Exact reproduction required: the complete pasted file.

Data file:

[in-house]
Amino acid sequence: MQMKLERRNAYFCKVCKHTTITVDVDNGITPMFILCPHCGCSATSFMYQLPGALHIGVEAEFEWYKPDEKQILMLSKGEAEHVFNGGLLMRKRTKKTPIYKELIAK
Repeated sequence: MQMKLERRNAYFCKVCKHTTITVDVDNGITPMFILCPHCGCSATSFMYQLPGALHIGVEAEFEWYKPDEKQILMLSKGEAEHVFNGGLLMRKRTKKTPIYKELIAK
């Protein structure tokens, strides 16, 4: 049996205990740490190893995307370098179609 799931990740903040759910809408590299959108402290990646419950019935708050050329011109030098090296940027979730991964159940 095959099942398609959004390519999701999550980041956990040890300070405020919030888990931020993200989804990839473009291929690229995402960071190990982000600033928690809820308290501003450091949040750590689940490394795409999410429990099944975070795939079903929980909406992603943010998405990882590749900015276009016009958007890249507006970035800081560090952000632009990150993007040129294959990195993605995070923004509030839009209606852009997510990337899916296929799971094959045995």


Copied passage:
[in-house]
Amino acid sequence: MQMKLERRNAYFCKVCKHTTITVDVDNGITPMFILCPHCGCSATSFMYQLPGALHIGVEAEFEWYKPDEKQILMLSKGEAEHVFNGGLLMRKRTKKTPIYKELIAK
Repeated sequence: MQMKLERRNAYFCKVCKHTTITVDVDNGITPMFILCPHCGCSATSFMYQLPGALHIGVEAEFEWYKPDEKQILMLSKGEAEHVFNGGLLMRKRTKKTPIYKELIAK
């Protein structure tokens, strides 16, 4: 049996205990740490190893995307370098179609 799931990740903040759910809408590299959108402290990646419950019935708050050329011109030098090296940027979730991964159940 095959099942398609959004390519999701999550980041956990040890300070405020919030888990931020993200989804990839473009291929690229995402960071190990982000600033928690809820308290501003450091949040750590689940490394795409999410429990099944975070795939079903929980909406992603943010998405990882590749900015276009016009958007890249507006970035800081560090952000632009990150993007040129294959990195993605995070923004509030839009209606852009997510990337899916296929799971094959045995």